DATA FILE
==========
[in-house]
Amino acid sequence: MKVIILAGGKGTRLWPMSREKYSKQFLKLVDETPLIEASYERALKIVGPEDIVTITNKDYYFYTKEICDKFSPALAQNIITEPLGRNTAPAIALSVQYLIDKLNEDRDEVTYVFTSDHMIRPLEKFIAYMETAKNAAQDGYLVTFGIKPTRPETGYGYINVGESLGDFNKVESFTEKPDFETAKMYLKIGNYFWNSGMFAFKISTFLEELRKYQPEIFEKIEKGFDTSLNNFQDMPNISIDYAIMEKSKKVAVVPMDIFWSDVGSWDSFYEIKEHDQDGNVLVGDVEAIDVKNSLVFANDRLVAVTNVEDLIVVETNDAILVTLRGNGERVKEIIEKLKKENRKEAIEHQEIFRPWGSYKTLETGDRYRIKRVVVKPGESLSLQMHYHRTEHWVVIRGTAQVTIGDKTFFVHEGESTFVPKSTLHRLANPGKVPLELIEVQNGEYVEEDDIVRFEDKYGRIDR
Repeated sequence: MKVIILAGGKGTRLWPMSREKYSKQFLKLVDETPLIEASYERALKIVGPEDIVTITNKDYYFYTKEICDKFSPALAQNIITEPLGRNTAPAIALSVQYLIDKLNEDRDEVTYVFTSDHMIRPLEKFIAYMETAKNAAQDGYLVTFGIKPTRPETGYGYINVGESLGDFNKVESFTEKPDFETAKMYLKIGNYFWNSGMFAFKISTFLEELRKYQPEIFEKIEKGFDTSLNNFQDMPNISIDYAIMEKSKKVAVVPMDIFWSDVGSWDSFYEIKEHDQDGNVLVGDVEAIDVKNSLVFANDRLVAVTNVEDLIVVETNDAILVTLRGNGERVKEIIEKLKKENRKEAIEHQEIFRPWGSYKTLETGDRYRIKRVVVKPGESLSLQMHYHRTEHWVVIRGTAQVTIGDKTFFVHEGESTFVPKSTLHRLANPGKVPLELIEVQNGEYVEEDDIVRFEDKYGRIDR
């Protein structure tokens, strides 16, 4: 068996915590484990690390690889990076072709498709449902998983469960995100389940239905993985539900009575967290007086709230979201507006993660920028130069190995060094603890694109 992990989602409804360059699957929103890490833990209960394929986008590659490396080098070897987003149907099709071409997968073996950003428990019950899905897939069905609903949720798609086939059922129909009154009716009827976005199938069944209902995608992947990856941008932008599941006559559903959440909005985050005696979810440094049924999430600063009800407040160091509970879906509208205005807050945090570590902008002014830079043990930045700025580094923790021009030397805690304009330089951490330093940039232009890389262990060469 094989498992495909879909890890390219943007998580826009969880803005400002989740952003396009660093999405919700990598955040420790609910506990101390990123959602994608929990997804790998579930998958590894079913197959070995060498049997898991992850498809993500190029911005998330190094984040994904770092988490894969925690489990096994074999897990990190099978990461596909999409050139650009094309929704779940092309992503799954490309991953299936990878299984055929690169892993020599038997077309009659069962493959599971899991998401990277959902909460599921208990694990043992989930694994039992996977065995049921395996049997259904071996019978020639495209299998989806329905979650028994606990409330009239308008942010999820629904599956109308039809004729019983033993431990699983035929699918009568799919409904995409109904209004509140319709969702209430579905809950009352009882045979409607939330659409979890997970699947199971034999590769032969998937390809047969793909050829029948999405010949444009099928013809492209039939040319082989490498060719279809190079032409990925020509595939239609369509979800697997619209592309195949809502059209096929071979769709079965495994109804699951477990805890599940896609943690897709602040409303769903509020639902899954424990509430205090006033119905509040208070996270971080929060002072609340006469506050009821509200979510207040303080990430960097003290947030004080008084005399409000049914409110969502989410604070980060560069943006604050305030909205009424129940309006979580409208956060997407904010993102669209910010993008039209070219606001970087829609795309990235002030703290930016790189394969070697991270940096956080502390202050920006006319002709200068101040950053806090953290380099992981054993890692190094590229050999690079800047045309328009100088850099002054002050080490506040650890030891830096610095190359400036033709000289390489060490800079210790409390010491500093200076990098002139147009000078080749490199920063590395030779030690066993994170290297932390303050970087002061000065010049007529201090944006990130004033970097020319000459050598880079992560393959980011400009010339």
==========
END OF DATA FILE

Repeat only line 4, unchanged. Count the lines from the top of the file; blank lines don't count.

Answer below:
């Protein structure tokens, strides 16, 4: 068996915590484990690390690889990076072709498709449902998983469960995100389940239905993985539900009575967290007086709230979201507006993660920028130069190995060094603890694109 992990989602409804360059699957929103890490833990209960394929986008590659490396080098070897987003149907099709071409997968073996950003428990019950899905897939069905609903949720798609086939059922129909009154009716009827976005199938069944209902995608992947990856941008932008599941006559559903959440909005985050005696979810440094049924999430600063009800407040160091509970879906509208205005807050945090570590902008002014830079043990930045700025580094923790021009030397805690304009330089951490330093940039232009890389262990060469 094989498992495909879909890890390219943007998580826009969880803005400002989740952003396009660093999405919700990598955040420790609910506990101390990123959602994608929990997804790998579930998958590894079913197959070995060498049997898991992850498809993500190029911005998330190094984040994904770092988490894969925690489990096994074999897990990190099978990461596909999409050139650009094309929704779940092309992503799954490309991953299936990878299984055929690169892993020599038997077309009659069962493959599971899991998401990277959902909460599921208990694990043992989930694994039992996977065995049921395996049997259904071996019978020639495209299998989806329905979650028994606990409330009239308008942010999820629904599956109308039809004729019983033993431990699983035929699918009568799919409904995409109904209004509140319709969702209430579905809950009352009882045979409607939330659409979890997970699947199971034999590769032969998937390809047969793909050829029948999405010949444009099928013809492209039939040319082989490498060719279809190079032409990925020509595939239609369509979800697997619209592309195949809502059209096929071979769709079965495994109804699951477990805890599940896609943690897709602040409303769903509020639902899954424990509430205090006033119905509040208070996270971080929060002072609340006469506050009821509200979510207040303080990430960097003290947030004080008084005399409000049914409110969502989410604070980060560069943006604050305030909205009424129940309006979580409208956060997407904010993102669209910010993008039209070219606001970087829609795309990235002030703290930016790189394969070697991270940096956080502390202050920006006319002709200068101040950053806090953290380099992981054993890692190094590229050999690079800047045309328009100088850099002054002050080490506040650890030891830096610095190359400036033709000289390489060490800079210790409390010491500093200076990098002139147009000078080749490199920063590395030779030690066993994170290297932390303050970087002061000065010049007529201090944006990130004033970097020319000459050598880079992560393959980011400009010339």